You want the regular cavity back irons.

I play with blades because all of my clubs are castoffs from other family members who are actually good at golf. I think that means everyone should use them.

Side note: a text message informed me my dad hit another hole in one today, at a tournament this time.
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Re: Golf thread

Postby BigbadB » Tue Jul 28, 2020 12:51 pm

Hairyducked Idiot wrote:Maybe I will feel different when I get out there, but the entire concept of “gimmes” bugs me. It takes 5 seconds to tap it in and pick it up.


We actually gamble when we play, and anything inside the grip of the putter is a gimme. The biggest reason is to keep play moving, especially on a hot day. We average about 4 hours a round when we play, and that's plenty of time in the sun.

Oh, and I still amazingly look up on shots. It drives me nuts that I still do that on occasion. The old saying is if you want to see a bad shot, look up. And it's so true. Stay the F down on your shot if you want to improve.
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Re: Golf thread

Postby jersey cubs fan » Tue Jul 28, 2020 1:43 pm

stitchface wrote:
Hairyducked Idiot wrote:I know that golf can be fun for everything from “foursome of buddies day-drinking who happen to be hitting balls” through “obsessive competitive guy who thinks he might get through the Monday mini-tour qualifier next month with some luck.” For me, I am self-competitive and want to do my best, and I’m a huge nerd about keeping stats and following rules.

I will probably try a course for the first time within a few weeks. I am still hitting non-shots too often with irons, maybe 1/3rd are whiffs/tops/shanks/etc. A

I had planned on buying a full beginner set, but I started buying individual clubs to get a feel for them. After a few, I realized that I’m not consistent enough to be able to gap 14 clubs consistently, I really don’t think I need a full set. I might as well wait and skip the beginner set and buy something nice down the road when I can make good use of it.

So I’m carrying driver, 5h, 7, 9, PW, putter. I will probably add a 3w soon. Feels like plenty for me for the moment.


Recommend a sand wedge.

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Re: Golf thread

Postby squally1313 » Tue Jul 28, 2020 2:10 pm

Echoing the club purchase concerns. I'm left handed, and tall, which kept me from ever being able to borrow someone else's clubs. But I wasn't about to spend $1000 or whatever when I didn't have any idea what my swing even was, so I just picked up the box set from Strata off Amazon for a couple hundred bucks (and then a SW/LW). They're pretty terrible and definitely too short, so I'm trying to find the sweet spot of figuring out a comfortable/consistent swing to bring to a club fitting without just settling into bad habits from using bad clubs. The PGA Superstore in the Chicago suburbs does free club fittings, so hopefully I can string together a couple not-terrible rounds and then bring that approach into getting fitted for a decent set.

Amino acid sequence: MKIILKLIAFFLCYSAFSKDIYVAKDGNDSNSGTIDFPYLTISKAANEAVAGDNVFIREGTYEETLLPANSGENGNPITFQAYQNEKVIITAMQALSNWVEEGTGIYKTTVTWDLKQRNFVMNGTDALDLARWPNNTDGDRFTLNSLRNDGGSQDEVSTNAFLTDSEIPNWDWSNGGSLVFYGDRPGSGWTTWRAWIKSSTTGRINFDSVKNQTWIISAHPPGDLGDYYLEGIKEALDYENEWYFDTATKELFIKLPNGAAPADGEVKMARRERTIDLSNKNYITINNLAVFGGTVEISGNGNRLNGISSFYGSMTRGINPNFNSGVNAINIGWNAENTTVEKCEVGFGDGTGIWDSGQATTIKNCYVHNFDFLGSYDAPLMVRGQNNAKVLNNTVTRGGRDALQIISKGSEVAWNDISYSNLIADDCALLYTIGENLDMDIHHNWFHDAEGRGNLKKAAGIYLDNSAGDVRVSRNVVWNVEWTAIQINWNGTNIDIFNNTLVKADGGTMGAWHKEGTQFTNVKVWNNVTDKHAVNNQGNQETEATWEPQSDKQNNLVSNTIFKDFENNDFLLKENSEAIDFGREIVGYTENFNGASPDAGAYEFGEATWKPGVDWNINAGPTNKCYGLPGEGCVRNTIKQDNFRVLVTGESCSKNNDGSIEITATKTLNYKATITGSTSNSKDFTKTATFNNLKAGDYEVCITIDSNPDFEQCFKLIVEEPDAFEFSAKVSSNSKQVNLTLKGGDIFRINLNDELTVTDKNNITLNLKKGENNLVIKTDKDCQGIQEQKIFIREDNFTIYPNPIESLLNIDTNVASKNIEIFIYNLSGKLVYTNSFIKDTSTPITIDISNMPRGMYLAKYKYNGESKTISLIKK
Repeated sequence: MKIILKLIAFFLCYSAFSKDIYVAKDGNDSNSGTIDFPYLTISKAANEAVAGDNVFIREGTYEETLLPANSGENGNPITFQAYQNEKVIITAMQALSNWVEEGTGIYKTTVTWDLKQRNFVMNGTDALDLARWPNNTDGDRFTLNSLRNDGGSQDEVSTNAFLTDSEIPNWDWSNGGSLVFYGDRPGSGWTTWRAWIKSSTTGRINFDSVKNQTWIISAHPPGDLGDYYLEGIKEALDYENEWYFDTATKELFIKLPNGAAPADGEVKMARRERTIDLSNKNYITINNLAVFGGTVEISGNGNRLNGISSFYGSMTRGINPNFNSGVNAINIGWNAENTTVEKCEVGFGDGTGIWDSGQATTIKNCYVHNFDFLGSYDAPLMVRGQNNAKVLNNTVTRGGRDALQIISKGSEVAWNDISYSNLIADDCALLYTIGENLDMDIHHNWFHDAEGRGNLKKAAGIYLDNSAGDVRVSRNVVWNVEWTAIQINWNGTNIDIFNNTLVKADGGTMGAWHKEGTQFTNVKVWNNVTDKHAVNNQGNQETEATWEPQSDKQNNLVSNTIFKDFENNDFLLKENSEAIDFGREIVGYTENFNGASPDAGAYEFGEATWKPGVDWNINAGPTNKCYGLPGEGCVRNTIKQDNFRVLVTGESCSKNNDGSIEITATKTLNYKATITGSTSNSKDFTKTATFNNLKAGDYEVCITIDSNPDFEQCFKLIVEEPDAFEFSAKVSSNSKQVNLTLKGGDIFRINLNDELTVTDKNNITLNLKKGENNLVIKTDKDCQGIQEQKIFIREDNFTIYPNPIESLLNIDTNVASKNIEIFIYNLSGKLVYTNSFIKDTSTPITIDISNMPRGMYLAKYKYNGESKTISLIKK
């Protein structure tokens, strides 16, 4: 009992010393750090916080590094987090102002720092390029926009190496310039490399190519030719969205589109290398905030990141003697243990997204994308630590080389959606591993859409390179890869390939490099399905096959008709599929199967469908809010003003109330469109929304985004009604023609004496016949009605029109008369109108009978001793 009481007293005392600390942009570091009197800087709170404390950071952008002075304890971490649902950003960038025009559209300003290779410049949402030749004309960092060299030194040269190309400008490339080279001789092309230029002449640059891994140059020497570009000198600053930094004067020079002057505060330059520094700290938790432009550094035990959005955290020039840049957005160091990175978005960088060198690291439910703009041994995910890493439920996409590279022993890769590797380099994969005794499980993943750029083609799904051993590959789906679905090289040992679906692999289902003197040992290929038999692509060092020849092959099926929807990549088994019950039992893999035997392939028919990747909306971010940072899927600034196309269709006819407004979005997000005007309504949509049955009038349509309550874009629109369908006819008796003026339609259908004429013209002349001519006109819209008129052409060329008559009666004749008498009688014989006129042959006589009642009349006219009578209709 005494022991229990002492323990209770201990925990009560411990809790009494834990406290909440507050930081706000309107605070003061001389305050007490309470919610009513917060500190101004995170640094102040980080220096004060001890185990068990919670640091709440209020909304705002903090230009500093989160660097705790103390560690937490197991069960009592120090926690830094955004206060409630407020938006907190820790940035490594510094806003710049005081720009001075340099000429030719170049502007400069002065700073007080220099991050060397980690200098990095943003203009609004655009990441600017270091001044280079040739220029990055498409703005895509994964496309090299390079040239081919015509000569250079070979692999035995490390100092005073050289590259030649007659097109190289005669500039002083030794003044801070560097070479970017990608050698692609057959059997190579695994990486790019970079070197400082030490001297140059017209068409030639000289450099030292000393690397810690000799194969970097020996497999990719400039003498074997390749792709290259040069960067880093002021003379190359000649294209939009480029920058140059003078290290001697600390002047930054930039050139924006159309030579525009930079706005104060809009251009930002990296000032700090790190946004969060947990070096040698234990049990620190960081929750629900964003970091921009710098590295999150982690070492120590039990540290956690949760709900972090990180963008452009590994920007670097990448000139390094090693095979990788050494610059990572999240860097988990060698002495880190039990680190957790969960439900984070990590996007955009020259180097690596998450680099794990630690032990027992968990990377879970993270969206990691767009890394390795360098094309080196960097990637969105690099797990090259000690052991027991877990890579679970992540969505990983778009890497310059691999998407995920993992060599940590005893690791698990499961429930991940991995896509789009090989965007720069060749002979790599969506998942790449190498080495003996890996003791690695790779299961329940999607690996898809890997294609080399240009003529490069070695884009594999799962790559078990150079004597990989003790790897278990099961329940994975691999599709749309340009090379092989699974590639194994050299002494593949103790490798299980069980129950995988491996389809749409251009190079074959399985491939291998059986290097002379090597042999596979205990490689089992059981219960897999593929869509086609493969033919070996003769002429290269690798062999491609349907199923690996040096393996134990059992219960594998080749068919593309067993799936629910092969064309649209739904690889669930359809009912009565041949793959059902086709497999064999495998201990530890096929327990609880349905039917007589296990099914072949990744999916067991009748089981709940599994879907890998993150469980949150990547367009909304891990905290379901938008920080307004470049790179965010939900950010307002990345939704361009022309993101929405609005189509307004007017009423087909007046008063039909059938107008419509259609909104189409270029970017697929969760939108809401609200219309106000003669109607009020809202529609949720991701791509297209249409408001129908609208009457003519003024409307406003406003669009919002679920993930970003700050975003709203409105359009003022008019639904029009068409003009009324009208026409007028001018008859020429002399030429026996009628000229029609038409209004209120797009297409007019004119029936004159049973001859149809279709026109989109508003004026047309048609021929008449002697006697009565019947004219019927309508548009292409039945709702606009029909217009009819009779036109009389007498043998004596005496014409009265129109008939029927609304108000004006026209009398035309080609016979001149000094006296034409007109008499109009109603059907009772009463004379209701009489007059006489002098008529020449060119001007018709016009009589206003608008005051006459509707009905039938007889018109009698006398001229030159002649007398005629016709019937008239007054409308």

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Re: Golf thread

Postby jumbo » Wed Jul 29, 2020 2:51 pm

stitchface wrote:I do agree on hitting every putt - something about finishing and when you do play more "seriously," you'll feel a lot less pressure if you're used to finishing out.


This exactly. When I first played in a city tournament I missed several short putts due to nerves and not having tapped them in all those times. It's just good for your game to always make the ball rattle the cup.
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Re: Golf thread

Postby Hairyducked Idiot » Sat Aug 01, 2020 12:05 am

Some background on one of my nephews. He’s adopted and suffers from pre-natal drug exposure. Now 8, he loves sports and has tons of natural athleticism.

Unfortunately, one of the side effects of his drug exposure is that his brain is very slow to process new information. He tried to join a basketball team two years ago. His dribbling and shooting were far ahead of anyone else on the team. Unfortunately, he literally couldn’t keep up with play. When his team would switch from offense to defense, or even when the ball would be passed across the court, it would take him literally several seconds to process that he was supposed to be doing something different.

So we have been on the lookout for sports where that won’t be a problem. He did track for awhile but developed some repetitive stress injuries. When I decided to try golf, I picked him up a cheap set of used kids clubs and told him if he liked it, we would make it a bigger thing for him.

So it’s been a few weeks and he loves it. It helps that Tiger Woods “looks like me” (5 of my nieces and nephews are black adopted by my white family, and all of them are obsessed with representation even though we never said anything to him, in case people ever tell you it doesn’t matter) and Woods played HS golf near here.